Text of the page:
Self-care can get a bad rap as a fluffy, self-indulgent kind of behavior-excusing activity used to market anything from expensive spa days to junk food and Netflix binges. Like the “treat yo self” episode from Parks and Rec where Donna and Tom take self-care to bank account-busting extremes, buying luxury goods and indulging in every sense.
Taken this way, self-care fails to attend to root causes and may actually exacerbate stressors like poor finances or physical health. How do you know if your self-care really isn’t? Take stock of how you feel afterward. If you feel “hungover” from your treat, whether because you feel guilt from overspending or overeating, or you feel bad about watching too much reality TV, then maybe this wasn’t the right treat for you. Self-care is personal and situationally dependent.
In its best form, self-care should be responsive to emotional needs and can be an important tool for battling burnout and increasing a general sense of well-being. Not surprisingly, the research on self-care emerges in large part from high-stress caring professions—medicine, counseling, social work—where studies have found that not only does self-care improve these workers’ quality of life, but that it actually increases their ability to do their jobs well and to stay in such challenging careers.
Practicing self-care well might mean matching the cure to the symptom, or to the person. Recent research on social workers, a group at a high risk for burnout, has suggested the need for a more nuanced accounting for whom the “self” in self-care actually is. It considers both professional and personal contexts when thinking about burnout and ways to prevent it through self-care. In other words, we live and work in different contexts, and our emotional and mental states are unique, which means that self-care can and should look different for all of us.
What counts as self-care for one may not be appropriate for someone else. For example, if you are an introvert with a hectic work environment, self-care might include quiet time. Or, if you are lonely, self-care might involve socializing with family and close friends. If you work all day with little kids in a daycare setting, maybe self-care for you needs to involve going to a sophisticated film and discussing it with grown-ups. But, if you feel pressure to operate at a high-level of discourse in your day job as an attorney, maybe you’d be better served going to see the latest Disney movie—better to unwind with some popcorn and animated monkeys.
To get started on more personalized self-care, list out the needs that you feel aren’t getting met for you, or try to identify and abstract the nature of the stressors you’re experiencing. Do you have a bad boss? Maybe the abstract version of this issue is too much conflict, in which case, the self-care match might be a soothing activity like yoga, or a solo hike, or a visit to a botanical garden—whatever increases your sense of peace.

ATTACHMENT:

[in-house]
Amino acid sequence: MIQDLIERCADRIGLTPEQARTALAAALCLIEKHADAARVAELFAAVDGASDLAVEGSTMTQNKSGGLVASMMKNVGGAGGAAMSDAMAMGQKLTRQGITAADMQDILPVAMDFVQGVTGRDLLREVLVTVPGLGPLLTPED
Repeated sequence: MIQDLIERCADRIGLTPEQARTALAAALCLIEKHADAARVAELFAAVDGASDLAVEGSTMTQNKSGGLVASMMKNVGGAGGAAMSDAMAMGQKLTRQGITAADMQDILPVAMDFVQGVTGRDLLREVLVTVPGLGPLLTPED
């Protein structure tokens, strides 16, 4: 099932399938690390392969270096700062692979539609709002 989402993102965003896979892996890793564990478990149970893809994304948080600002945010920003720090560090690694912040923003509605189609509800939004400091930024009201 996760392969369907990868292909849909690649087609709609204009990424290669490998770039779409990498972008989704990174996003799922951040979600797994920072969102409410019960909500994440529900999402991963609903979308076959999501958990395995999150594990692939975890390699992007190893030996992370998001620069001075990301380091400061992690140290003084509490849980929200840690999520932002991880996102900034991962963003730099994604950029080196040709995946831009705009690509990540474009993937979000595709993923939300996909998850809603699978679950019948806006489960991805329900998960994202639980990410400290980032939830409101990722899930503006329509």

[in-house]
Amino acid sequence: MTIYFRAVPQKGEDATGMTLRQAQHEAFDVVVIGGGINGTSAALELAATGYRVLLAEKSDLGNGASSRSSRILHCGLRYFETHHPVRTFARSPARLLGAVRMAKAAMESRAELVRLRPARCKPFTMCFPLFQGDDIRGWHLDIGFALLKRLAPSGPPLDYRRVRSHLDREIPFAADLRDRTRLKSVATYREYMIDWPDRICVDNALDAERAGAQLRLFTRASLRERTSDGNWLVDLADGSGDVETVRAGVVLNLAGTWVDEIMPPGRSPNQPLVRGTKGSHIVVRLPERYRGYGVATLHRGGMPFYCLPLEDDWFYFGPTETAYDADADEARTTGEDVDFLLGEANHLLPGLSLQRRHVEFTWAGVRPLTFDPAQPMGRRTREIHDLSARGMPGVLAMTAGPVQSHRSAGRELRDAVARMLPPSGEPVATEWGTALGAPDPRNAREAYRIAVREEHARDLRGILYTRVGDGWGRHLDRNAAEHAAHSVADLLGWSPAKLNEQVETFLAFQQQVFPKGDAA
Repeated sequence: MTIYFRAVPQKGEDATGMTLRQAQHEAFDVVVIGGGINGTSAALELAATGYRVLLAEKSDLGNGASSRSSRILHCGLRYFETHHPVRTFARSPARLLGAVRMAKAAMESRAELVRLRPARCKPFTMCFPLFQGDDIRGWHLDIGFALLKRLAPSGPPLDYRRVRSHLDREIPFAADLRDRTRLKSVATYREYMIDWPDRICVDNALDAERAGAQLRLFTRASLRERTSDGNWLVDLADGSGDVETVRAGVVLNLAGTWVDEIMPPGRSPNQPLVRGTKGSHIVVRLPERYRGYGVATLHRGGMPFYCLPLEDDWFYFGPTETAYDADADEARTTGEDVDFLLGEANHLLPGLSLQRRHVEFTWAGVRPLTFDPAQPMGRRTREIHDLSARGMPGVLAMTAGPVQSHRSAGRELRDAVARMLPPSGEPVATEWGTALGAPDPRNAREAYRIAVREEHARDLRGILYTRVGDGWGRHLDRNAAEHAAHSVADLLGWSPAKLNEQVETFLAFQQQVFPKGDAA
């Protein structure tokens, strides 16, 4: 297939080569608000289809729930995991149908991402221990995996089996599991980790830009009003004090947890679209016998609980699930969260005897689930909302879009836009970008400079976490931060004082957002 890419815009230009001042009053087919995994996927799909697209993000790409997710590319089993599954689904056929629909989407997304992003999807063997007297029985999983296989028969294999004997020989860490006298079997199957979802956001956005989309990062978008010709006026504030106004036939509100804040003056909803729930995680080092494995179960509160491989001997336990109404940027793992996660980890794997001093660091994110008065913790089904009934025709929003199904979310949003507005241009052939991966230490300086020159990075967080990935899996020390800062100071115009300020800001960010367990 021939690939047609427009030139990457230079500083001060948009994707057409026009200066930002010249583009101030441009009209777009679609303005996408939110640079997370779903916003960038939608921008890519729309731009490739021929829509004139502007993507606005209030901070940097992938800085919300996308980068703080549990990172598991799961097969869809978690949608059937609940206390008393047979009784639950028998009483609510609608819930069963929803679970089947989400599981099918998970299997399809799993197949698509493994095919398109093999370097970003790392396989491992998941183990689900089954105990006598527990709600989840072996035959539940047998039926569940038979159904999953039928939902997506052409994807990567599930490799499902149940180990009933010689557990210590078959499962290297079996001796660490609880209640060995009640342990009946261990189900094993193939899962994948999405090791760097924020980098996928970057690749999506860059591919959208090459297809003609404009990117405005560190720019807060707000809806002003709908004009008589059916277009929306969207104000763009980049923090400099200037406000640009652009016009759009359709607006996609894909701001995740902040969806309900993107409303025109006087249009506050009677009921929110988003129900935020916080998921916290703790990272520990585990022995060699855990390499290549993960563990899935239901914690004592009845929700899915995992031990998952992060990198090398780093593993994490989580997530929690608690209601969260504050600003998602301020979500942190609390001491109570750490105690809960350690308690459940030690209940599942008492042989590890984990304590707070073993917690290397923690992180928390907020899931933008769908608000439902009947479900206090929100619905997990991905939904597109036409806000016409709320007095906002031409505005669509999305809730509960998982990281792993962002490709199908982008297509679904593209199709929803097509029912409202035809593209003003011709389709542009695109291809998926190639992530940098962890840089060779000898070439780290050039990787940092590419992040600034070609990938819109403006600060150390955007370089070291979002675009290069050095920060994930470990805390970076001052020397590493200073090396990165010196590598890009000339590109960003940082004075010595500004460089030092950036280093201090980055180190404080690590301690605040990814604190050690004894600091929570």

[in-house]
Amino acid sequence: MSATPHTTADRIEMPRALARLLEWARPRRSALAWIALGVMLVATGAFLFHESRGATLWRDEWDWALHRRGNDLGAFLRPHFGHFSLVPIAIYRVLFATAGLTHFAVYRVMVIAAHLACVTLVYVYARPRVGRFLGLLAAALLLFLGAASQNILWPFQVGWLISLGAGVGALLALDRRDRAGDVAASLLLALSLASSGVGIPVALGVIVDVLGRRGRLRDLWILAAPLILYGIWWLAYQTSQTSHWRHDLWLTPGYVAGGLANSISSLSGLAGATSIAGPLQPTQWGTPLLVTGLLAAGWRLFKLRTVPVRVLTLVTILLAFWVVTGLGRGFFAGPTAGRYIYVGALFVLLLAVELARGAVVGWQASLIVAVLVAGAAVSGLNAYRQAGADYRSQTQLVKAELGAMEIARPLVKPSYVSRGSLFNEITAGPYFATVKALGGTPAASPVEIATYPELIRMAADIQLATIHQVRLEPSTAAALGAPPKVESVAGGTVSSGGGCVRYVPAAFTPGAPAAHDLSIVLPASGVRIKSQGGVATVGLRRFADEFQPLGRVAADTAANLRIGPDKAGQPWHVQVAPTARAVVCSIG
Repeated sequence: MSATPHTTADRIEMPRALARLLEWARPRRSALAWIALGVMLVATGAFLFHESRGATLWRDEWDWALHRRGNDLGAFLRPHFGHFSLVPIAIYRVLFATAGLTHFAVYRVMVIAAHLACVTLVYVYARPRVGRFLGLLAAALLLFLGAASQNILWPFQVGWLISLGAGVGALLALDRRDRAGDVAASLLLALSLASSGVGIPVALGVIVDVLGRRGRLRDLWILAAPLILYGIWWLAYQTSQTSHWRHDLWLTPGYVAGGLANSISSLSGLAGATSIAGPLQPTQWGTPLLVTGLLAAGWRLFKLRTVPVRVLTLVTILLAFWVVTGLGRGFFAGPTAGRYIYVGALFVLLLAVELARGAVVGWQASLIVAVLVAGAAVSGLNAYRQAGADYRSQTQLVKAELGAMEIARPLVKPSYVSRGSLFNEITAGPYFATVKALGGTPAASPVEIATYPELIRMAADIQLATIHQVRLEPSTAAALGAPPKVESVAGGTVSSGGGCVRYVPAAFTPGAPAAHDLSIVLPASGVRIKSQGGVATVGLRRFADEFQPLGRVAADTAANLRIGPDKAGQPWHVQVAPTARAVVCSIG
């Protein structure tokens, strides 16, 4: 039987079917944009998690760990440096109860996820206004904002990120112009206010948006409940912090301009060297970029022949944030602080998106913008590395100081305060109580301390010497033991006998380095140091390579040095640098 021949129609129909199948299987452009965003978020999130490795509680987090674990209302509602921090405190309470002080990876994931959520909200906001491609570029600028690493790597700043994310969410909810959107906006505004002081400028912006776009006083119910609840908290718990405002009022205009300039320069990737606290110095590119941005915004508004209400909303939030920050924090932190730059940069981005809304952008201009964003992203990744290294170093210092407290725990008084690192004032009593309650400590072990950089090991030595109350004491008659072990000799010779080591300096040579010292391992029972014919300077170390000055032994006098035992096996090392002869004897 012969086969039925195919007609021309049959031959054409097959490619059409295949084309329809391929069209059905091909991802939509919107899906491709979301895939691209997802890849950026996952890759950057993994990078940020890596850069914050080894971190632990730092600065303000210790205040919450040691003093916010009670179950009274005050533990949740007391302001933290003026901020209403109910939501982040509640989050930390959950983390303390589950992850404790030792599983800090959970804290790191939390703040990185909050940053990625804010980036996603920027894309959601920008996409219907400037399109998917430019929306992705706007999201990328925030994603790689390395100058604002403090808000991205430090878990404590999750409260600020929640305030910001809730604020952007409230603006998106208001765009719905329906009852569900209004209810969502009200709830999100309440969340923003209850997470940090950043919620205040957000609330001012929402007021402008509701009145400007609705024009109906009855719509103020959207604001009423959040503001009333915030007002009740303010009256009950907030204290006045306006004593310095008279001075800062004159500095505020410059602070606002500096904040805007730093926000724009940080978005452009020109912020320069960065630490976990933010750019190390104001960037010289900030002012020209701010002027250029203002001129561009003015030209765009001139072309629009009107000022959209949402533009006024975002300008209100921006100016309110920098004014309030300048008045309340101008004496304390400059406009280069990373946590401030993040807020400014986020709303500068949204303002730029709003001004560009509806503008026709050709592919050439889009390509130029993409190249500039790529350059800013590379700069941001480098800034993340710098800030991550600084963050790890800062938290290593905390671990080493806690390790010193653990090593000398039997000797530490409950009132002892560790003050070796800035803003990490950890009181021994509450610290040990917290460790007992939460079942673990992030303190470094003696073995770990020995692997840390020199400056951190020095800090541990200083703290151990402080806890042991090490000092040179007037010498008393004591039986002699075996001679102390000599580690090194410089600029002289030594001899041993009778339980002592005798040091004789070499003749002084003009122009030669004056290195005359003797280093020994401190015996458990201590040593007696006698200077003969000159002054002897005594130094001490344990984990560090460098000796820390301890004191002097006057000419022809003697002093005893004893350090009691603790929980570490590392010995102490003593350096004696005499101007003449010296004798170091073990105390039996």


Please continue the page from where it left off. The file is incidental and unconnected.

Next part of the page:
Good self-care also means keeping a variety of long-term goals in mind, especially since common ones like improving finances or physical health may be stressful themselves. For example, if budgeting or dieting cause low-level anxiety, it can be important to leaven your days with treats that are cheap or free and healthy. To be well prepared, keep a list of these things near at hand so that you can consult it easily when in need of a boost. Examples might include watching a favorite TV show, cooking a meal with a friend, calling a loved one, doing a guided meditation, taking your dog to the park, reading a magazine in the tub—whatever feels restoring or luxurious to you. In this way, not only have you cared for yourself in the short term, but you’ve not derailed your long-term goals in such a way that you feel bad about yourself afterwards. Self-care needn’t mean self-sabotage.
Another way to think about self-care that will be mood enhancing and that responds to our individual needs is to remember the importance of the combination of challenge and immersion that Mihaly Csikszentmihalyi dubbed “flow.” If your career and day-to-day work life doesn’t offer this kind of experience—even in the best of jobs, not every day can be a “flow” day—then perhaps this is a way to tweak self-care to the specifics of our personalities and needs. Try listing “flow” activities, from the minor (scrapbooking, baking for a friend, painting your nails) to the more labor intensive (tiling a floor, fixing a car, cooking an elaborate feast). In these activities, we are taken out of ourselves and are also adding meaning to our lives through engaging projects. This kind of self-care can cushion us from workplace stress by developing additional facets to our identities: We are workers, but also part-time painters, master bakers in the making, weekend motorcycle mechanics.
These kind of experiments in flow and identity building are a far cry from Tom and Donna’s binge-and-bust model of self-care. Still, if the spa is calling and there’s room in the budget, do go ahead and “treat yo self.”
This article was published in May 2019 and has been updated.
Katherine Fusco is an assistant professor at the University of Nevada, Reno, where she teaches film, theory, and American literature. She is the author of Silent Film and U.S. Naturalist Literature: Time, Narrative and Modernity (Routledge) and Kelly Reichardt (University of Illinois). Currently, Katherine is working on a book about stardom and questions of identity in the 1920s and 1930s. Katherine has appeared in The Atlantic, Dilettante Army, Harpers Bazaar, Headspace, OZY and Salmagundi; you can find her blog on motherhood and creativity at CreateLikeAMother.blog.